While climate change does not necessarily increase the number of hurricanes, it does appear to make them more intense and destructive. Ocean warming increases hurricane wind speed and precipitation, and sea level rise intensifies storm surge impacts and damages. They are, perhaps, the world’s costliest natural weather disasters.

Communities also face potential flood disasters due to hurricane stalling — when a storm slows down and releases a massive amount of rain on a small area. The relationship of this phenomenon to climate change is still being studied, but stalling has become increasingly more common: Hurricane Harvey dumped over 60 inches of rain on parts of Houston in 2017 and resulted in at least 93 deaths; Hurricane Florence in North Carolina set at least 28 flood records in 2018;  Hurricane Dorian was on track to move through the Bahamas and toward Florida, but stalled, causing massive flooding and destruction in 2019.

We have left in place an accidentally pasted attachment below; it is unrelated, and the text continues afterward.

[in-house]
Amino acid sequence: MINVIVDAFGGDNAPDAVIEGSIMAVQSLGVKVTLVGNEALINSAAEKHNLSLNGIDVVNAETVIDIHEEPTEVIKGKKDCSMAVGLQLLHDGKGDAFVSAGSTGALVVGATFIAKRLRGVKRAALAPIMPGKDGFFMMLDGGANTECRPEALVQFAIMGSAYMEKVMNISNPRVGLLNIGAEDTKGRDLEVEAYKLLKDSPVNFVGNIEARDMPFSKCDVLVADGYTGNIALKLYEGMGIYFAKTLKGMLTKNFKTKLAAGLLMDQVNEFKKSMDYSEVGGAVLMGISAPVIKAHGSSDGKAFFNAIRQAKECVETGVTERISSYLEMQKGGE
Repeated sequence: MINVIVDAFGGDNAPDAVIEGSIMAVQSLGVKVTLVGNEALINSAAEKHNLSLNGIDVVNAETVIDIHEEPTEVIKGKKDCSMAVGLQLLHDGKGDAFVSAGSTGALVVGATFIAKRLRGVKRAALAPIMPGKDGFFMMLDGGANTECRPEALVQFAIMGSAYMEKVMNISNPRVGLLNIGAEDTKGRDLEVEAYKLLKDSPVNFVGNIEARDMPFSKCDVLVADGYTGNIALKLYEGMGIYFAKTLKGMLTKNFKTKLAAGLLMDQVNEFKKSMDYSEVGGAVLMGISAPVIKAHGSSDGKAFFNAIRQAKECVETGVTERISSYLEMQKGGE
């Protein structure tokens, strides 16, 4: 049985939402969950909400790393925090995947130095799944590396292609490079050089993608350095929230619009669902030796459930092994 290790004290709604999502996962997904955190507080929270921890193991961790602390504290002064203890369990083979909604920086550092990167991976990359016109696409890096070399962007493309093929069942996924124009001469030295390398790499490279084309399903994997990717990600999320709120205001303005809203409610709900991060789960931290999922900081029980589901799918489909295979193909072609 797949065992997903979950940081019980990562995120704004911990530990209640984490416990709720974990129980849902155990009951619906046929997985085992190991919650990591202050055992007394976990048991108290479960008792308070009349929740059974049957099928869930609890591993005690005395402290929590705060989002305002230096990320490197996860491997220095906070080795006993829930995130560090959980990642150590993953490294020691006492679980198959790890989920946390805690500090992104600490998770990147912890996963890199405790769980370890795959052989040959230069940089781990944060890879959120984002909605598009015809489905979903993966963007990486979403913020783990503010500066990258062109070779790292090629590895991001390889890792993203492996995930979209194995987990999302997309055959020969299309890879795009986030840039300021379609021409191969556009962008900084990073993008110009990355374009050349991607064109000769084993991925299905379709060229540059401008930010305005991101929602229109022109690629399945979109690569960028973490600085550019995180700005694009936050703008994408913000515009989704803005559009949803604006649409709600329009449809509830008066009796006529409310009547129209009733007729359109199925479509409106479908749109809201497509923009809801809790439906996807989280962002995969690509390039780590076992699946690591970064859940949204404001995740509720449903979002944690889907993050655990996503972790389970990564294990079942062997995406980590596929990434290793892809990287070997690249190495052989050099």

A collection of helpful infographics and videos on hurricanes is posted at Climate Nexus. 




Climate and Hurricanes Primer

Taking advantage of a teachable moment  share these vids with anyone that might want to get up to speed on what we know about canes and climate. Above, 2015 interview with Kerry Emanuel and…



The United States Has Become a Disaster Area

By Emma Marris Photo by Ringo Chiu 09/22/2020
If you are reading this in the United States, you are experiencing a disaster—maybe more than one. Hurricane Sally hammered Alabama and the Florida panhandle last week, submerging homes and leaving tens of thousands without…